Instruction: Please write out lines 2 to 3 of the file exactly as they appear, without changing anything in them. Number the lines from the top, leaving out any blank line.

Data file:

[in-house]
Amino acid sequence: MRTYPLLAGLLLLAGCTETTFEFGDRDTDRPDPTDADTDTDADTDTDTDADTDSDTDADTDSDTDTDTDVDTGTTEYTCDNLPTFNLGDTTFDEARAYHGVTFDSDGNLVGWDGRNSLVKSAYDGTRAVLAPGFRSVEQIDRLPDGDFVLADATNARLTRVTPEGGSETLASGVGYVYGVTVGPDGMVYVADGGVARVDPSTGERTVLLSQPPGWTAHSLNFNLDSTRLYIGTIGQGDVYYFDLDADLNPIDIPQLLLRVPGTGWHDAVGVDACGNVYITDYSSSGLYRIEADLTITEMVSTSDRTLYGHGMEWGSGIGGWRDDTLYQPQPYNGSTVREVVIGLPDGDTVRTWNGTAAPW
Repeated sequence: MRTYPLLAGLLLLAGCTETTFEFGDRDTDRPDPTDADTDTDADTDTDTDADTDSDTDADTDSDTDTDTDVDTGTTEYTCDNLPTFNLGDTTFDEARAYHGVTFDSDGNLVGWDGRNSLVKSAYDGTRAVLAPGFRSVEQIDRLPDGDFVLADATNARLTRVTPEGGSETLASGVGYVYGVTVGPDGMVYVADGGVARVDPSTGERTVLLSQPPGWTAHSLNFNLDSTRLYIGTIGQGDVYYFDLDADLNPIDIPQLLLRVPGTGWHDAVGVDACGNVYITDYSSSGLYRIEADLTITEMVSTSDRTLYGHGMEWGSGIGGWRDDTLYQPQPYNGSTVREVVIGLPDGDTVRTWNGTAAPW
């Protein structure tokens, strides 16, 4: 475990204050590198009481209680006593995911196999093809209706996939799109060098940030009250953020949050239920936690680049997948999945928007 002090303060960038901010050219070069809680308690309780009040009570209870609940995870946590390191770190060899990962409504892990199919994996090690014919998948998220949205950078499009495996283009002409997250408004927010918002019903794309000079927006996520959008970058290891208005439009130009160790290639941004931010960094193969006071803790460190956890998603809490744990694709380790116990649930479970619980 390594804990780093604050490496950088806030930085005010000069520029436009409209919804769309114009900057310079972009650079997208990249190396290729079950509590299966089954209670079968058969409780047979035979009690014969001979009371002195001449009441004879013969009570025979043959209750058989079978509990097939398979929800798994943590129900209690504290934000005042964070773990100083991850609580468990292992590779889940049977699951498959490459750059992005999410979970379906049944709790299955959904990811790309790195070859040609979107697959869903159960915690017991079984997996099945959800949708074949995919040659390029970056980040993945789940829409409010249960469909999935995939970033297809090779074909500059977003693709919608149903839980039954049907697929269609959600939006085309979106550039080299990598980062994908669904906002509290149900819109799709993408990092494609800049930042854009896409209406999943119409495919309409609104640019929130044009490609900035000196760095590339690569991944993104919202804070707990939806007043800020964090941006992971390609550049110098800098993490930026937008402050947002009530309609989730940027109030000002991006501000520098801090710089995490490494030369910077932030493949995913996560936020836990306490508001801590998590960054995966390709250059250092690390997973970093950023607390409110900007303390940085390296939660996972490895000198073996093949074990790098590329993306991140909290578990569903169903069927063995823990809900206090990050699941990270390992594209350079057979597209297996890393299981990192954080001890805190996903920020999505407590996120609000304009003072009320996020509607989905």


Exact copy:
Amino acid sequence: MRTYPLLAGLLLLAGCTETTFEFGDRDTDRPDPTDADTDTDADTDTDTDADTDSDTDADTDSDTDTDTDVDTGTTEYTCDNLPTFNLGDTTFDEARAYHGVTFDSDGNLVGWDGRNSLVKSAYDGTRAVLAPGFRSVEQIDRLPDGDFVLADATNARLTRVTPEGGSETLASGVGYVYGVTVGPDGMVYVADGGVARVDPSTGERTVLLSQPPGWTAHSLNFNLDSTRLYIGTIGQGDVYYFDLDADLNPIDIPQLLLRVPGTGWHDAVGVDACGNVYITDYSSSGLYRIEADLTITEMVSTSDRTLYGHGMEWGSGIGGWRDDTLYQPQPYNGSTVREVVIGLPDGDTVRTWNGTAAPW
Repeated sequence: MRTYPLLAGLLLLAGCTETTFEFGDRDTDRPDPTDADTDTDADTDTDTDADTDSDTDADTDSDTDTDTDVDTGTTEYTCDNLPTFNLGDTTFDEARAYHGVTFDSDGNLVGWDGRNSLVKSAYDGTRAVLAPGFRSVEQIDRLPDGDFVLADATNARLTRVTPEGGSETLASGVGYVYGVTVGPDGMVYVADGGVARVDPSTGERTVLLSQPPGWTAHSLNFNLDSTRLYIGTIGQGDVYYFDLDADLNPIDIPQLLLRVPGTGWHDAVGVDACGNVYITDYSSSGLYRIEADLTITEMVSTSDRTLYGHGMEWGSGIGGWRDDTLYQPQPYNGSTVREVVIGLPDGDTVRTWNGTAAPW